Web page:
“(P)rior to the release of Dr. James’ report, the Peel board worked with the board’s Literacy Coordinator to give all secondary schools the opportunity to return their To Kill A Mockingbird texts in exchange for new books that better represent the lived experiences of Black students,” Cameron told The Pointer.

“However, we acknowledge that there is still much work to be done and believe that Dr. James’ report provides a number of positive opportunities to continue to evolve and improve the initiative and our support for Black students. This includes opportunities such as developing a formal Anti-Racism policy, partnering with community organizations to profile Black educators and further engaging Black families in a culturally responsible manner.”

He said the board will continue to monitor experiences inside the classroom and in the community to ensure the education system is in line with broader values. “We are committed to executing this crucial work in order to minimize and eliminate the marginalization experienced by Black students in Peel board schools.”

Brampton Councillor Charmaine Williams told The Pointer she believes students are more susceptible to being influenced by literature than other forms of art. “The portability of books allows the reader the convenience of experiencing stories in a manner that makes them more suitable than other  forms of art,” she said. “Students can't take home a Jean-Michel Basquiat painting and experience it in a manner intended by the artist. But they can take home a novel and intellectually transport themselves to another time and place.”  

James said that before making a decision about introducing or redacting content from a school’s syllabus, it’s important to determine objectives. It’s crucial to consider who the students are and what they’re expected to get from reading the book. “Will it engage the student in the way we want to engage? What will the students will learn from it? Such things have to be taken care of.”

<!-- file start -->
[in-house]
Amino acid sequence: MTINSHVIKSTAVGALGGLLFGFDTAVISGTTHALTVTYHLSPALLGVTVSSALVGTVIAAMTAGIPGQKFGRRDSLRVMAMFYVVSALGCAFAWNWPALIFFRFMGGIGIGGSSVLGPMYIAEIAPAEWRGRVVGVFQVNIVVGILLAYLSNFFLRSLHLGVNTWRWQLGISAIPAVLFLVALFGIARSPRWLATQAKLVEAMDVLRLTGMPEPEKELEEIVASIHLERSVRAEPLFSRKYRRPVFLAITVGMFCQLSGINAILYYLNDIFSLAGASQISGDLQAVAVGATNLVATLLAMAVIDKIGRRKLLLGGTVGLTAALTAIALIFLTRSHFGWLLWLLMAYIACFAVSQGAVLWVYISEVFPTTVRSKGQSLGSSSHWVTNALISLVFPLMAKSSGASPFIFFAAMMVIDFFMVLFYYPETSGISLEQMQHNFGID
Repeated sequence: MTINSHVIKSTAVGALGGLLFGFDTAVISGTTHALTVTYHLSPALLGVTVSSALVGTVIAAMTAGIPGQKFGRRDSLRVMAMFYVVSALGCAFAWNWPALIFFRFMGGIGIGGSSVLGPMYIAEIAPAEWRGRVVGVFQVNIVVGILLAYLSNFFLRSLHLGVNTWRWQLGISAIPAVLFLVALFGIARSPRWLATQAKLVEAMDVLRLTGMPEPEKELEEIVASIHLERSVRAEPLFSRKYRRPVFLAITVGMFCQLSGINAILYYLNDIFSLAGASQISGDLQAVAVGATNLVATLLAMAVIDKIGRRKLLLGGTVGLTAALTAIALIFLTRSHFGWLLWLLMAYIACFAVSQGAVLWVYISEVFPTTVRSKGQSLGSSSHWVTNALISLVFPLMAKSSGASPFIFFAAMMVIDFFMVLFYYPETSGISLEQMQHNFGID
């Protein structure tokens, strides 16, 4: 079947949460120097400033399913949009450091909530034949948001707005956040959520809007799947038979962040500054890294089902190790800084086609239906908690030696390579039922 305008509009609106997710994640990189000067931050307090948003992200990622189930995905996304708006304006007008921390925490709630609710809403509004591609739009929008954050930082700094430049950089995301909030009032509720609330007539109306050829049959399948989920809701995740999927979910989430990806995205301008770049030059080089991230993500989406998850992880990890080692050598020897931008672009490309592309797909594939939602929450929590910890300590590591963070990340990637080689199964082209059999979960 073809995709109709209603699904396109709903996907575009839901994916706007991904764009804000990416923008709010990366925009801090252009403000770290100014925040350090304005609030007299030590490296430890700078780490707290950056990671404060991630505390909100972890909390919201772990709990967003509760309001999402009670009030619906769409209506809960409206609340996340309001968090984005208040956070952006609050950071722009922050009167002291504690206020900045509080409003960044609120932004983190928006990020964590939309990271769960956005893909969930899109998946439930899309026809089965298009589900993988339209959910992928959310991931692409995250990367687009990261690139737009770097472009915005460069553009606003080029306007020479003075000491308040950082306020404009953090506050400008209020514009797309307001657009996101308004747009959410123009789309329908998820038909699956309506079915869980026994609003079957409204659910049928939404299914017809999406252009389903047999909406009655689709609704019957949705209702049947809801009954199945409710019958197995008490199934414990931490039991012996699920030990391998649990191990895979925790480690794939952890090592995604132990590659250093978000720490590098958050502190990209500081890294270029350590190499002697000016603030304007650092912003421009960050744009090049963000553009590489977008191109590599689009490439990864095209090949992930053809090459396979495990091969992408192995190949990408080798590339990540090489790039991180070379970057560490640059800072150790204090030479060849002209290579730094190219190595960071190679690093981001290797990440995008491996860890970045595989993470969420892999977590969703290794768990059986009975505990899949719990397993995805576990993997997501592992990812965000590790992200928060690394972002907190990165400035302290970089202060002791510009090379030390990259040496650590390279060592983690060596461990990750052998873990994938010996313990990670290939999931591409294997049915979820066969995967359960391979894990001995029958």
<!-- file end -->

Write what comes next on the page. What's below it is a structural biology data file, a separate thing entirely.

Williams, the first Black woman to serve on Brampton council, said she is optimistic about critically analyzing texts like To Kill A Mockingbird. “The recommendations are a good starting point. I believe that the board could mandate that teachers introduce a unit on anti-Black racism as a precursor to teaching To Kill a Mockingbird,” she said. “This would provide context to students before they are confronted with the hurtful and harmful words and themes in the book.”

Brampton Councillor Charmaine Williams

Williams, who has five children and has lived in Brampton for almost four decades, has seen firsthand what negative perceptions, based solely on the colour of one’s skin, can do to people. She is described as a “multi-systemic therapist who has counselled families and children facing domestic violence, mental health issues, substance abuse and neglect while working with local groups such as Associated Youth Services of Peel and Peel Children’s Centre."

Echoing James's recommendations, Williams said that “anti-racism training needs to be a component of teacher education and certification. The next generation of teachers need to understand the inherent bias in curriculum material and the effect that this has on students and student achievement.” 

The PDSB’s We Rise Together plan outlines changes introduced board-wide in response to the needs of Black male students in particular. The program continues to work at issues involving systemic racism and barriers facing Black students in Peel schools.

Among other things, the board is providing teachers with resources to aid them in teaching students new texts or “classics” through an “anti-oppressive” lens.

One of the broader challenges outlined in James’s March 2019 report to the Peel board was the fact that Black students often don’t see their particular needs, interests and concerns reflected in the classroom or their treatment by teachers. “Racial stereotyping and differential treatment by many of their non-Black teachers not only fostered a schooling environment that made learning tough and challenging — hence, their lowered educational achievement but also … problematic situations with their non-Black peers.” 

The report suggested that school administrators weren’t doing enough to confront these issues and address anti-Black racism in the schools. Student complaints were often met with skepticism and denial, exacerbating the distrust. 

“This in turn caused many students to question educators’ commitment to their welfare, and their sense of belonging at their respective schools,” the report said. Some students observed that the inaction of school administrators “was a direct reminder of the inequalities they face daily outside of school.” Ironically, such inequality, inside or outside school, is exactly what the students are supposed to recognize through the teaching of certain books in the classroom.